Newspaper article The Florida Times Union

Council Adopts Students' Ideas; They Were Dismayed by Poor Health of the City Reservoir, Took Action

Newspaper article The Florida Times Union

Council Adopts Students' Ideas; They Were Dismayed by Poor Health of the City Reservoir, Took Action

Article excerpt

Byline: MERRITT MELANCON

COMMERCE, Ga. - When they saw that town leaders were overlooking obvious problems at the city reservoir, a group of Commerce High School students stepped up to protect the lake from the litterbugs, partiers and mud-boggers who were putting the public water supply at risk.

Environmental science teacher Joe Costyn's students were worried about the health of the municipal reservoir and dismayed by what they saw as a lax attitude toward protecting the water source, so they launched a campaign to clean up the area around the 325-acre lake. Less than two weeks after sharing their reservoir protection plan with the Commerce City Council, city workers have instituted most of their suggestions.

"I'm really surprised that they're doing anything about it," said sophomore Matt McLendon, who was pleased with the progress.

The students suggested improvements that consultants have offered before - closing off the reservoir's fishing park to vehicle access and repairing the eroded lake shore.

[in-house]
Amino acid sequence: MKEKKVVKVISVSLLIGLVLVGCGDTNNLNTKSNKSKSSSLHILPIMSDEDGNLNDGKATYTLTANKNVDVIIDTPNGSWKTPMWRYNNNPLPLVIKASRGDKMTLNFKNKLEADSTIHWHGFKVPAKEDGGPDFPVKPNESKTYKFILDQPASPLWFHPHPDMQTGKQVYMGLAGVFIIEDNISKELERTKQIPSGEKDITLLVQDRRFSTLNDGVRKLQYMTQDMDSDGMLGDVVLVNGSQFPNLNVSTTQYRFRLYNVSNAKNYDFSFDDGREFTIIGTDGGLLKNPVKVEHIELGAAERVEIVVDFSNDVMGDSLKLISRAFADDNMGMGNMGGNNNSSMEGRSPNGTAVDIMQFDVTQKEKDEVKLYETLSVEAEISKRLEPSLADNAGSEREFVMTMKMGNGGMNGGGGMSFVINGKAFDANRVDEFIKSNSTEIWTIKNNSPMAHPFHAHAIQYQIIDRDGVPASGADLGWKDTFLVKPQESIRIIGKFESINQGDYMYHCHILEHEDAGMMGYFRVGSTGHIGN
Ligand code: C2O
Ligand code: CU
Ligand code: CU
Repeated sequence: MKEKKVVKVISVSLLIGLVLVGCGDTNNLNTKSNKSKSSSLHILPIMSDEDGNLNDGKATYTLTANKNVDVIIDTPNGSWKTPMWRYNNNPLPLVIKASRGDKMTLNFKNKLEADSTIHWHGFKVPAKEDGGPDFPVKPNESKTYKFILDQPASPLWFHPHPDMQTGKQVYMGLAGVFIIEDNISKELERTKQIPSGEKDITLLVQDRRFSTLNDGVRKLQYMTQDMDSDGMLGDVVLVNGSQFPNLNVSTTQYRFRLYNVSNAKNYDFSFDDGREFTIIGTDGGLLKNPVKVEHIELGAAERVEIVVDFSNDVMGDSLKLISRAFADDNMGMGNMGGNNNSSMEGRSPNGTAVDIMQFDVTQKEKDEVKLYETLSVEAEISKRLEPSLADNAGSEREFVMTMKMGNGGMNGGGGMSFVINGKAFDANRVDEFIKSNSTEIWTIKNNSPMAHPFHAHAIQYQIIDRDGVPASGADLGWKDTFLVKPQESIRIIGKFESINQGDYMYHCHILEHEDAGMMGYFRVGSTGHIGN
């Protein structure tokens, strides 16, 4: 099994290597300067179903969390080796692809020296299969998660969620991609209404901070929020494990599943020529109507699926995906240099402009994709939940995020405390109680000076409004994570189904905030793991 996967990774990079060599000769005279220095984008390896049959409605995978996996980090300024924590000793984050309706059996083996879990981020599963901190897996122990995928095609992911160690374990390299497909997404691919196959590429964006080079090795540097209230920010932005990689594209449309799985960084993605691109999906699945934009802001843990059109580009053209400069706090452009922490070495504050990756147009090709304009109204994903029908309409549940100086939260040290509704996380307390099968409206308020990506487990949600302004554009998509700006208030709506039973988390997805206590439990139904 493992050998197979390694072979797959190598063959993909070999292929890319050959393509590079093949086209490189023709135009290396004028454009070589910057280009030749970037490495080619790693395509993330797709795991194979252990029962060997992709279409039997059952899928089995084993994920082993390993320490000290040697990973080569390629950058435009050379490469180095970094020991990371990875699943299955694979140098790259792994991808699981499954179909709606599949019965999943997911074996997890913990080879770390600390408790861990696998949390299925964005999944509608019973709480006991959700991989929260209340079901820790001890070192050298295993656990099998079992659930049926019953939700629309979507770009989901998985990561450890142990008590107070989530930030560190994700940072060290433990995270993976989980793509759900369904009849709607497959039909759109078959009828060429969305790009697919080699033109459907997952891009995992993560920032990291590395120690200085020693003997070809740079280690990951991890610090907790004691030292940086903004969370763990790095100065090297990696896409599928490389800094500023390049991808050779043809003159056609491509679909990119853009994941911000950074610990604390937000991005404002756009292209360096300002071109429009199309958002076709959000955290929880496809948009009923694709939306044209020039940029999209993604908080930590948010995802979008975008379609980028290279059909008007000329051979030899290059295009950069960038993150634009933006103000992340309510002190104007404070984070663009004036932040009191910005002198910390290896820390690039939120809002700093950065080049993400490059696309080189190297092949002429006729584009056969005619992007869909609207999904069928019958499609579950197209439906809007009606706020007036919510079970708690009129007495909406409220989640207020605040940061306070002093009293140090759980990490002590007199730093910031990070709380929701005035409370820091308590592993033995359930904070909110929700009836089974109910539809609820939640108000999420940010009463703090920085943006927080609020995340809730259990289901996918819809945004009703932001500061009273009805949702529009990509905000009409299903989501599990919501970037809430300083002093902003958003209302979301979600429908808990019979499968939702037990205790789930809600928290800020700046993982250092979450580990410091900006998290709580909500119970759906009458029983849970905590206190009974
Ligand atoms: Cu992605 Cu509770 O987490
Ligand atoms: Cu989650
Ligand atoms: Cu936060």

Many of the projects never were completed because of cost, said Bryan Harbin, manager of the city Water and Sewer Department.

City leaders have considered closing the reservoir's public-access fishing park to prevent the damage they didn't know how to stop, Harbin said.

The students not only came up with ways to complete the projects on the cheap, but also gave Harbin the political momentum he needed to send city workers out to do the work, he told the class when visiting the high school last week.

MAKING A DIFFERENCE

"A lot of times people see something going on, and they don't say anything, because they don't think it will do any good," Harbin told Costyn's class. "But this shows that if you bring it up and let people know that you care about it, then something can be done."

Two of Costyn's environmental science classes got the idea to visit the reservoir early in the semester when they were studying the effect that stormwater runoff and other pollution has on water quality. …

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